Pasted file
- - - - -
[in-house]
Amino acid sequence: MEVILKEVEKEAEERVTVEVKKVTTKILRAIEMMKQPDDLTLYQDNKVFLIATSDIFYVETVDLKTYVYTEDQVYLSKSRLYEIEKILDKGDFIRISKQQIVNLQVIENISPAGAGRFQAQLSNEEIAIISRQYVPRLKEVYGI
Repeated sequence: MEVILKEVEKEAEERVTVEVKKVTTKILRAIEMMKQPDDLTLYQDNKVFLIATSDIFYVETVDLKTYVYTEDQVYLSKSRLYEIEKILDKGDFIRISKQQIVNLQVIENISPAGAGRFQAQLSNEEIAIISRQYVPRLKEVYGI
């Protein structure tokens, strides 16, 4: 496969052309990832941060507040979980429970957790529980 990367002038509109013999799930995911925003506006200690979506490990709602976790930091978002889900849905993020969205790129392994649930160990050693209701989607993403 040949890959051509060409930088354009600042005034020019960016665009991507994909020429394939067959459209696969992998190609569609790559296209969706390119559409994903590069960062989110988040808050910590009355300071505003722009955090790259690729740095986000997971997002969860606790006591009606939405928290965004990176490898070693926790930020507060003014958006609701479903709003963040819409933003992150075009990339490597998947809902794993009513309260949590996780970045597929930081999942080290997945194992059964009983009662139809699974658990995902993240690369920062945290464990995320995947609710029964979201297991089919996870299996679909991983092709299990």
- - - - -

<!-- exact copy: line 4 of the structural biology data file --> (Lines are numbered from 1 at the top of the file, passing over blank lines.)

């Protein structure tokens, strides 16, 4: 496969052309990832941060507040979980429970957790529980 990367002038509109013999799930995911925003506006200690979506490990709602976790930091978002889900849905993020969205790129392994649930160990050693209701989607993403 040949890959051509060409930088354009600042005034020019960016665009991507994909020429394939067959459209696969992998190609569609790559296209969706390119559409994903590069960062989110988040808050910590009355300071505003722009955090790259690729740095986000997971997002969860606790006591009606939405928290965004990176490898070693926790930020507060003014958006609701479903709003963040819409933003992150075009990339490597998947809902794993009513309260949590996780970045597929930081999942080290997945194992059964009983009662139809699974658990995902993240690369920062945290464990995320995947609710029964979201297991089919996870299996679909991983092709299990």